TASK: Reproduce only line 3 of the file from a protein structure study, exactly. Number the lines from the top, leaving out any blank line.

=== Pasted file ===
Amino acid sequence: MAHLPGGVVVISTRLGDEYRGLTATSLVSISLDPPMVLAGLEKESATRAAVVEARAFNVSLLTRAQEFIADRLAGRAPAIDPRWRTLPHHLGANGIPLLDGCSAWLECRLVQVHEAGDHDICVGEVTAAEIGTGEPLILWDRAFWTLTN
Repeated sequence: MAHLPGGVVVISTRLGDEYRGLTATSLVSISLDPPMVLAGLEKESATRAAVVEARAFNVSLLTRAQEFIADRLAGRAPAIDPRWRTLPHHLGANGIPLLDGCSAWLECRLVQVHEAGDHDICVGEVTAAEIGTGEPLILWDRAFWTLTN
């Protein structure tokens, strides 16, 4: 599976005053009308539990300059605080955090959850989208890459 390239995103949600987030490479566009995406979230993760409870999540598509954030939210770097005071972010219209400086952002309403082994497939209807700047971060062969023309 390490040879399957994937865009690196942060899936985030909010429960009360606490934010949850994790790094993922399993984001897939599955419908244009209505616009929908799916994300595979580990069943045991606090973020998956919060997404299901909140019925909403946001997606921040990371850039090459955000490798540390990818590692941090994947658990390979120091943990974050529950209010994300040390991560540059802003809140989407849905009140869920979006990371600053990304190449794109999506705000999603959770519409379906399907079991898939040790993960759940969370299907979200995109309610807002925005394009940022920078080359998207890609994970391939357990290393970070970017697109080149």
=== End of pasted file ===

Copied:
């Protein structure tokens, strides 16, 4: 599976005053009308539990300059605080955090959850989208890459 390239995103949600987030490479566009995406979230993760409870999540598509954030939210770097005071972010219209400086952002309403082994497939209807700047971060062969023309 390490040879399957994937865009690196942060899936985030909010429960009360606490934010949850994790790094993922399993984001897939599955419908244009209505616009929908799916994300595979580990069943045991606090973020998956919060997404299901909140019925909403946001997606921040990371850039090459955000490798540390990818590692941090994947658990390979120091943990974050529950209010994300040390991560540059802003809140989407849905009140869920979006990371600053990304190449794109999506705000999603959770519409379906399907079991898939040790993960759940969370299907979200995109309610807002925005394009940022920078080359998207890609994970391939357990290393970070970017697109080149």